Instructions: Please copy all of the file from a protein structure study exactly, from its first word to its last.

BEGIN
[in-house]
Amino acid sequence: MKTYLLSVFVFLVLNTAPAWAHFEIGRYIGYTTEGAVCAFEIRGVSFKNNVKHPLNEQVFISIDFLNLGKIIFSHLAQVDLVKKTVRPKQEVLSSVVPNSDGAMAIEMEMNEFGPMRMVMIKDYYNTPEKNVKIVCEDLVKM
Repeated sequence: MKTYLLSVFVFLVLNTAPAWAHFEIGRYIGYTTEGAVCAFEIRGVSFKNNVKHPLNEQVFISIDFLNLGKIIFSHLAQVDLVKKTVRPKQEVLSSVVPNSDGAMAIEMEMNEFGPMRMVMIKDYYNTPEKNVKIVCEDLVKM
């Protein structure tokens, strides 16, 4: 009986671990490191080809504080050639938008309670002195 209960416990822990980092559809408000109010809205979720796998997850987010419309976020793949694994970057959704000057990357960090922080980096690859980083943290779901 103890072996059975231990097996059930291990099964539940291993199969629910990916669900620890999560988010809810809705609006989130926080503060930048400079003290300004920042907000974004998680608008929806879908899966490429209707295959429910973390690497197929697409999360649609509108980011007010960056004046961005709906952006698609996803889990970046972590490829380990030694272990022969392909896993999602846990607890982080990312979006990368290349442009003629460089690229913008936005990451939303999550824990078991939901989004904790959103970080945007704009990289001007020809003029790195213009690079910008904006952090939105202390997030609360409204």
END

[in-house]
Amino acid sequence: MKTYLLSVFVFLVLNTAPAWAHFEIGRYIGYTTEGAVCAFEIRGVSFKNNVKHPLNEQVFISIDFLNLGKIIFSHLAQVDLVKKTVRPKQEVLSSVVPNSDGAMAIEMEMNEFGPMRMVMIKDYYNTPEKNVKIVCEDLVKM
Repeated sequence: MKTYLLSVFVFLVLNTAPAWAHFEIGRYIGYTTEGAVCAFEIRGVSFKNNVKHPLNEQVFISIDFLNLGKIIFSHLAQVDLVKKTVRPKQEVLSSVVPNSDGAMAIEMEMNEFGPMRMVMIKDYYNTPEKNVKIVCEDLVKM
């Protein structure tokens, strides 16, 4: 009986671990490191080809504080050639938008309670002195 209960416990822990980092559809408000109010809205979720796998997850987010419309976020793949694994970057959704000057990357960090922080980096690859980083943290779901 103890072996059975231990097996059930291990099964539940291993199969629910990916669900620890999560988010809810809705609006989130926080503060930048400079003290300004920042907000974004998680608008929806879908899966490429209707295959429910973390690497197929697409999360649609509108980011007010960056004046961005709906952006698609996803889990970046972590490829380990030694272990022969392909896993999602846990607890982080990312979006990368290349442009003629460089690229913008936005990451939303999550824990078991939901989004904790959103970080945007704009990289001007020809003029790195213009690079910008904006952090939105202390997030609360409204």